In addition, it extended the jurisdiction of all the courts and affirmed that no person, by reason of birth, or descent, should be exempt in any civil proceedings from the jurisdiction of the company’s courts above the Munsiffs in Bengal Sadar Ameens and district Munsiffs in Madras. Now all civil courts except that of Munsiffs in Bengal and Sadar Ameens and District Munsiffs in Madras can hear all cases without any distinction of birth or descent.
- Act III of 1839
Act III of 1839 remove the racial discrimination faced by Indians in adjudication in purview of revenue related matters. This Act declared that no person whatever would, by reason of place of birth or of descent, be exempt from the jurisdiction of the revenue courts or of the Munsiffs in any proceedings whatever connected with arrears or extraction of rent[vii].
- Act VI of 1843
Act VI of 1843 abolished the privileges enjoyed by the British in civil matters. As per the act, the Englishmen were made amenable to the Munsiffs court also, and thus all civil court in Bengal came to possess jurisdiction on every person irrespective of caste, creed or descent. Consequently, Madras Act III of 1850 enacted a similar provision as in Bengal and in all civil cases.
The only exception thus left in civil matters is the courts of Munsiffs in Bengal and Sadar Ameens and the District Munsiffs in Madras. However, in 1843 and 1850 they were abolished. With this the racial discrimination faced by Indians in civil matters finally came to an end in British India in 1850.
Racial Discrimination in Administration of Criminal Justice
Talking about the discrimination faced by Indian in administration of criminal justice system, the plight of Indians was more severe and the progress was made very slow. Akin to the discrimination faced in terms of salary, appointments and jurisdiction in civil system in criminal system also such discrimination is there.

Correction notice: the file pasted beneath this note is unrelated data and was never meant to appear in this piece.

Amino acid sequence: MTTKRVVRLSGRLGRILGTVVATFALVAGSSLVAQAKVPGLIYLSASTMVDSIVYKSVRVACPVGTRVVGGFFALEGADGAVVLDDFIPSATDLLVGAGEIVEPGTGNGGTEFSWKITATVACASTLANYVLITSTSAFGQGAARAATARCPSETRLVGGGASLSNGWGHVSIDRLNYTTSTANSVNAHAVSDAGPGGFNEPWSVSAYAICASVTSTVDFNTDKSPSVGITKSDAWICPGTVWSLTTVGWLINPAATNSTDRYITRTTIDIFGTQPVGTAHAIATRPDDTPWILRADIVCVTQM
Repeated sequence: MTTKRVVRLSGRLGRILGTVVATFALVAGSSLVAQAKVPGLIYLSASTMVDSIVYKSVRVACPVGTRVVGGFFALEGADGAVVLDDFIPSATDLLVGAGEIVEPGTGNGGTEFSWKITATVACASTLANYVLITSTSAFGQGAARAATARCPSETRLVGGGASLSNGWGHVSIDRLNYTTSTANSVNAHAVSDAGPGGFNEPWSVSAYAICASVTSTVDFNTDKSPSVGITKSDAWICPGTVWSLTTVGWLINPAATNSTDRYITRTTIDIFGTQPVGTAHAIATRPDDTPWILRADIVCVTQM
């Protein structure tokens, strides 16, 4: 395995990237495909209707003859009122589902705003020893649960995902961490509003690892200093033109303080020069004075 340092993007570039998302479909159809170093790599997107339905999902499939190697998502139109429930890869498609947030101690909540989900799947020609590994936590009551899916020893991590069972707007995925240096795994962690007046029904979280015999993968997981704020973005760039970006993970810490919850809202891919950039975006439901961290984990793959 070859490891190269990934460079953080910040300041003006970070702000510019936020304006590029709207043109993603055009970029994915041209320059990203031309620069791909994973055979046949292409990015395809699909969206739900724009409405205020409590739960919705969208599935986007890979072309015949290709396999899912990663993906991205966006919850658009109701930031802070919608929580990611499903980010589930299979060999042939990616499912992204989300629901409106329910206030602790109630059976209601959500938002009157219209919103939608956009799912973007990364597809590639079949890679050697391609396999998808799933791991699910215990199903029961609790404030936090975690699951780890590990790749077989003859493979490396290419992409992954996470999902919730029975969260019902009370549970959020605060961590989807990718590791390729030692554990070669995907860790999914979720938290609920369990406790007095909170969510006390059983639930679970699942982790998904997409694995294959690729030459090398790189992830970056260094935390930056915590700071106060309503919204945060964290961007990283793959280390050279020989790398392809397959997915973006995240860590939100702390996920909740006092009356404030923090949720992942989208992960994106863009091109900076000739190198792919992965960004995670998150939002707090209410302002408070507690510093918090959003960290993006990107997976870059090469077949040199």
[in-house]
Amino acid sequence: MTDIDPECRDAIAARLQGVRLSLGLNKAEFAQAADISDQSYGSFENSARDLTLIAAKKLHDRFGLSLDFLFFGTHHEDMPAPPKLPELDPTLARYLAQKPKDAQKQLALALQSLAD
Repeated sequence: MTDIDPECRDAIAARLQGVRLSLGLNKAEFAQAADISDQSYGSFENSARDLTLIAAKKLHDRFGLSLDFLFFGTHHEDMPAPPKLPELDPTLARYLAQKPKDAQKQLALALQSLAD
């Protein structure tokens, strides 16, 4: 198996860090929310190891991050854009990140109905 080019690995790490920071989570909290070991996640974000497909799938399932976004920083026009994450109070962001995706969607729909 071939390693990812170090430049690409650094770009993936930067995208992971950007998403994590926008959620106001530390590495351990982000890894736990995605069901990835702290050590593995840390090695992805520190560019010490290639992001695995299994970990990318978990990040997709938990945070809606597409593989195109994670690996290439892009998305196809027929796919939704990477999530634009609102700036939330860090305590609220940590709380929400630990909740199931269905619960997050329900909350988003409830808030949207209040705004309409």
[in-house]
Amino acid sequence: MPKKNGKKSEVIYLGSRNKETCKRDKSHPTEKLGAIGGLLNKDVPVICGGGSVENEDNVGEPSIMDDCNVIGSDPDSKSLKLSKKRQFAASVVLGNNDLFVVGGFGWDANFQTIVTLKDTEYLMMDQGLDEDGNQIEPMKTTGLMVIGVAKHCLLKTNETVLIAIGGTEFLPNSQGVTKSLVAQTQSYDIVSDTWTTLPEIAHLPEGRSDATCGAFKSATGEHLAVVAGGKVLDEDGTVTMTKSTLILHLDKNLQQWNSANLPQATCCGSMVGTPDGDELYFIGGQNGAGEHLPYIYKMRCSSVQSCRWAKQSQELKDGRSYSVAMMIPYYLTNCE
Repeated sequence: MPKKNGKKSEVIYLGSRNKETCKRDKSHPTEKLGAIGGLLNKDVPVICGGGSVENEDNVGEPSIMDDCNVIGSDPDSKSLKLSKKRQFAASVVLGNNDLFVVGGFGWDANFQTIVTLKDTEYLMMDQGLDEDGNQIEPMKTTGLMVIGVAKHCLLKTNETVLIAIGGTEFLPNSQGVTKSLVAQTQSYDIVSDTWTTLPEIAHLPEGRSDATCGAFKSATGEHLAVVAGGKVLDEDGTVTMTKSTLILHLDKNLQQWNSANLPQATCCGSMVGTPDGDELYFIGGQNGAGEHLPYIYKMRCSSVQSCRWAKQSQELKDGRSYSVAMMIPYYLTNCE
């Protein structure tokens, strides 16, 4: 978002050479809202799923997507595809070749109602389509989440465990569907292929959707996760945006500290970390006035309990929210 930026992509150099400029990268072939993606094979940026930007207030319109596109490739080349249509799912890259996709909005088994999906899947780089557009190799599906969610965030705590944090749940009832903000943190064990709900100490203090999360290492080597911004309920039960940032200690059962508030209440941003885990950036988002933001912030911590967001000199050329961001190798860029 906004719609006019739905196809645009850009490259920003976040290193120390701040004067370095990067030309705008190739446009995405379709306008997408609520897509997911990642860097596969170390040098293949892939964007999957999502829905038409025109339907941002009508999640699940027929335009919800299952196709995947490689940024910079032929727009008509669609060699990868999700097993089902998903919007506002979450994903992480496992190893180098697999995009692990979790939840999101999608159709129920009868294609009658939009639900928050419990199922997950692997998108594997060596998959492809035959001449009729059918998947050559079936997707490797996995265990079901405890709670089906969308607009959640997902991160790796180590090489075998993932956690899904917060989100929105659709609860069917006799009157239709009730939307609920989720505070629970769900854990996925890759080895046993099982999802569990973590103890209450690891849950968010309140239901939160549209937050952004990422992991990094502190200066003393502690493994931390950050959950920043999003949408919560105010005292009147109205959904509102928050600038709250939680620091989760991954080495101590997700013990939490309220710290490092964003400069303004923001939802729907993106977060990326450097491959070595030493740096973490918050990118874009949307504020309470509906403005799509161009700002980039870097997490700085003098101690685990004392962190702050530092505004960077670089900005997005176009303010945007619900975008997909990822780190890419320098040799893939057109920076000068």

Under the scheme of 1790, the magistrates and the Judges of the court of circuit were all Englishmen. While the progressive Indians came to be associated more and more in the area of civil justice, they continued to play only a very minor role in the area of criminal justice. Extremely limited judicial powers were conferred on some Indian officials to try minor cases.
Englishmen continued to enjoy a privileged position of being exempt from the jurisdiction of the company’s courts.
After the Regulating Act was passed in 1773, the British subjects in Bengal, Bihar and Orissa were within the criminal jurisdiction of Supreme Court at Calcutta only. The courts in Moffusil had no jurisdiction over them. Thus, British enjoyed committing offences as they knew that an ordinary Indian could not afford to sue him in Supreme Court as it involves hefty expenses. Moreover, the judges there are also Englishmen and they thus always have a bias attitude towards the Indians.
However, in 1790, the government acted to remove the decimation. The magistrates were authorised to send British subjects to Supreme Court for trial if they found any prima facie case against them on enquiry by Lord Cornwallis. As said, the government only acted but did not really intend to end this discrimination. That’s the reason that the magistrate was not given the power to punish them by himself. He merely had a police function to discharge.
Thus, the situation didn’t improve although the local magistrate had the power of sending them there for trial, yet to impose upon the native complainant and witnesses the obligation of travelling many hundred miles to obtain redress was subject them to delay, fatigue and expense which would be Intolerable than the injuries they had suffered.
It was necessary to send a British offender to the Presidency town along with all witnesses before he could be tried. There was no redress for wrong committed by the British, for the poor people were hardly in position to prosecute them in the Supreme Court many miles away from their homes. In reality British government did not want their subjects to be saddled with any legal obligation[viii].
It was an invidious distinction to have one type of tribunals for the governors and another for the governed. It was unjust to give to the Englishmen a right of free access to the interior, but exempt them from the jurisdiction of the local courts, which were always open to them against the Indian people.
Justices of Peace: An attempt to fool Indians
In 1793, the British parliament authorised the Governor General in Council to appoint a Justice of Peace, and gave them the power to apprehend British criminals, take evidence against them, and appear for trial with them before the Supreme Court at Calcutta to strengthen the judicial control over the British[ix]. Under the authority of this provision, by Regulation Act of 1796, all Magistrates were appointed as Justices of Peace in Bombay and Madras in 1807.